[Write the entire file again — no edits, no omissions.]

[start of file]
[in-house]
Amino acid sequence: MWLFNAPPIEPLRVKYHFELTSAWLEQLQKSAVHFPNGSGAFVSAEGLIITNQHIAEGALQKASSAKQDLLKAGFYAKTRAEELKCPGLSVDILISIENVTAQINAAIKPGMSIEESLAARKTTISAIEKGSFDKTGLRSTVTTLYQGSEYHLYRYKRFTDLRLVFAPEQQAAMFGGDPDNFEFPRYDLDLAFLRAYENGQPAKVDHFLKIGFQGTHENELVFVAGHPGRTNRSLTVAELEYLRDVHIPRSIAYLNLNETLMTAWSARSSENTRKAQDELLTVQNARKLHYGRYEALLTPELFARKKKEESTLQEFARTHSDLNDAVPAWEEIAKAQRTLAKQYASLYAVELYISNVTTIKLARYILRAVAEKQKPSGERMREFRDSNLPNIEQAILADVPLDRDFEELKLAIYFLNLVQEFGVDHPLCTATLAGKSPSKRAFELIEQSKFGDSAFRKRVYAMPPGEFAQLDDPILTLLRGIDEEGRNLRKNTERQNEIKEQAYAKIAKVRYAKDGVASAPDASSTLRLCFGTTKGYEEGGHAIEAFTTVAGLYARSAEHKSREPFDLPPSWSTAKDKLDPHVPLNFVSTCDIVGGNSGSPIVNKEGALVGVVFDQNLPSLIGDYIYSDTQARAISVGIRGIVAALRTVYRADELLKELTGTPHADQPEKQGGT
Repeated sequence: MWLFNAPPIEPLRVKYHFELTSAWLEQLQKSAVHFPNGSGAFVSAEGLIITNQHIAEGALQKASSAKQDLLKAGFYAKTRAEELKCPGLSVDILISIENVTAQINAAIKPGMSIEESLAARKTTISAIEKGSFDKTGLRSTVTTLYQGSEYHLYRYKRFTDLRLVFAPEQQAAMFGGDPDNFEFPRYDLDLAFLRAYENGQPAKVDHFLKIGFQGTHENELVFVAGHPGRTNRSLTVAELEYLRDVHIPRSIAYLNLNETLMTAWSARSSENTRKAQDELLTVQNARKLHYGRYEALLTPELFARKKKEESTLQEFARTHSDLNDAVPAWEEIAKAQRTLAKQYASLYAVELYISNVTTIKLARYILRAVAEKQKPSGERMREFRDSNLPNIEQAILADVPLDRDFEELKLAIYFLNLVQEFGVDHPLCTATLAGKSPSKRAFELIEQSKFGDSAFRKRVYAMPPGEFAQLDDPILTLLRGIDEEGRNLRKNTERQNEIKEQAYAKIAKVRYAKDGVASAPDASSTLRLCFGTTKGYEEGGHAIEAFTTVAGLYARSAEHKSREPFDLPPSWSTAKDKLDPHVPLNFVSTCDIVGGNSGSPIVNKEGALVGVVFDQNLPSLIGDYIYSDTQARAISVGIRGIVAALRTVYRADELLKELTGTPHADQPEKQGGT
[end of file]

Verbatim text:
[in-house]
Amino acid sequence: MWLFNAPPIEPLRVKYHFELTSAWLEQLQKSAVHFPNGSGAFVSAEGLIITNQHIAEGALQKASSAKQDLLKAGFYAKTRAEELKCPGLSVDILISIENVTAQINAAIKPGMSIEESLAARKTTISAIEKGSFDKTGLRSTVTTLYQGSEYHLYRYKRFTDLRLVFAPEQQAAMFGGDPDNFEFPRYDLDLAFLRAYENGQPAKVDHFLKIGFQGTHENELVFVAGHPGRTNRSLTVAELEYLRDVHIPRSIAYLNLNETLMTAWSARSSENTRKAQDELLTVQNARKLHYGRYEALLTPELFARKKKEESTLQEFARTHSDLNDAVPAWEEIAKAQRTLAKQYASLYAVELYISNVTTIKLARYILRAVAEKQKPSGERMREFRDSNLPNIEQAILADVPLDRDFEELKLAIYFLNLVQEFGVDHPLCTATLAGKSPSKRAFELIEQSKFGDSAFRKRVYAMPPGEFAQLDDPILTLLRGIDEEGRNLRKNTERQNEIKEQAYAKIAKVRYAKDGVASAPDASSTLRLCFGTTKGYEEGGHAIEAFTTVAGLYARSAEHKSREPFDLPPSWSTAKDKLDPHVPLNFVSTCDIVGGNSGSPIVNKEGALVGVVFDQNLPSLIGDYIYSDTQARAISVGIRGIVAALRTVYRADELLKELTGTPHADQPEKQGGT
Repeated sequence: MWLFNAPPIEPLRVKYHFELTSAWLEQLQKSAVHFPNGSGAFVSAEGLIITNQHIAEGALQKASSAKQDLLKAGFYAKTRAEELKCPGLSVDILISIENVTAQINAAIKPGMSIEESLAARKTTISAIEKGSFDKTGLRSTVTTLYQGSEYHLYRYKRFTDLRLVFAPEQQAAMFGGDPDNFEFPRYDLDLAFLRAYENGQPAKVDHFLKIGFQGTHENELVFVAGHPGRTNRSLTVAELEYLRDVHIPRSIAYLNLNETLMTAWSARSSENTRKAQDELLTVQNARKLHYGRYEALLTPELFARKKKEESTLQEFARTHSDLNDAVPAWEEIAKAQRTLAKQYASLYAVELYISNVTTIKLARYILRAVAEKQKPSGERMREFRDSNLPNIEQAILADVPLDRDFEELKLAIYFLNLVQEFGVDHPLCTATLAGKSPSKRAFELIEQSKFGDSAFRKRVYAMPPGEFAQLDDPILTLLRGIDEEGRNLRKNTERQNEIKEQAYAKIAKVRYAKDGVASAPDASSTLRLCFGTTKGYEEGGHAIEAFTTVAGLYARSAEHKSREPFDLPPSWSTAKDKLDPHVPLNFVSTCDIVGGNSGSPIVNKEGALVGVVFDQNLPSLIGDYIYSDTQARAISVGIRGIVAALRTVYRADELLKELTGTPHADQPEKQGGT